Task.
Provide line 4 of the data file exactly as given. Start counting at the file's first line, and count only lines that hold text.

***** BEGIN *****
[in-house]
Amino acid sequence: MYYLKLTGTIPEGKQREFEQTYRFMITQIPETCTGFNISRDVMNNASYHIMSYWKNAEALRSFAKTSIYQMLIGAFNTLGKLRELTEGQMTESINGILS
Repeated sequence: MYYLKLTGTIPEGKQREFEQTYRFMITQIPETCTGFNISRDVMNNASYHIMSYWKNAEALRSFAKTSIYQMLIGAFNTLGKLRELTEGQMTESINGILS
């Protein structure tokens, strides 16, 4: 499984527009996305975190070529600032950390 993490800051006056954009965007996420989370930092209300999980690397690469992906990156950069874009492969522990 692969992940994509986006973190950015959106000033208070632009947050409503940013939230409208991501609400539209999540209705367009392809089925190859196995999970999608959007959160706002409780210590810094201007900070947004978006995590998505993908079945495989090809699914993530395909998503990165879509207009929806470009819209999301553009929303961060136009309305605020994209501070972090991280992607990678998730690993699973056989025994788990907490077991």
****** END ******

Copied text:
């Protein structure tokens, strides 16, 4: 499984527009996305975190070529600032950390 993490800051006056954009965007996420989370930092209300999980690397690469992906990156950069874009492969522990 692969992940994509986006973190950015959106000033208070632009947050409503940013939230409208991501609400539209999540209705367009392809089925190859196995999970999608959007959160706002409780210590810094201007900070947004978006995590998505993908079945495989090809699914993530395909998503990165879509207009929806470009819209999301553009929303961060136009309305605020994209501070972090991280992607990678998730690993699973056989025994788990907490077991």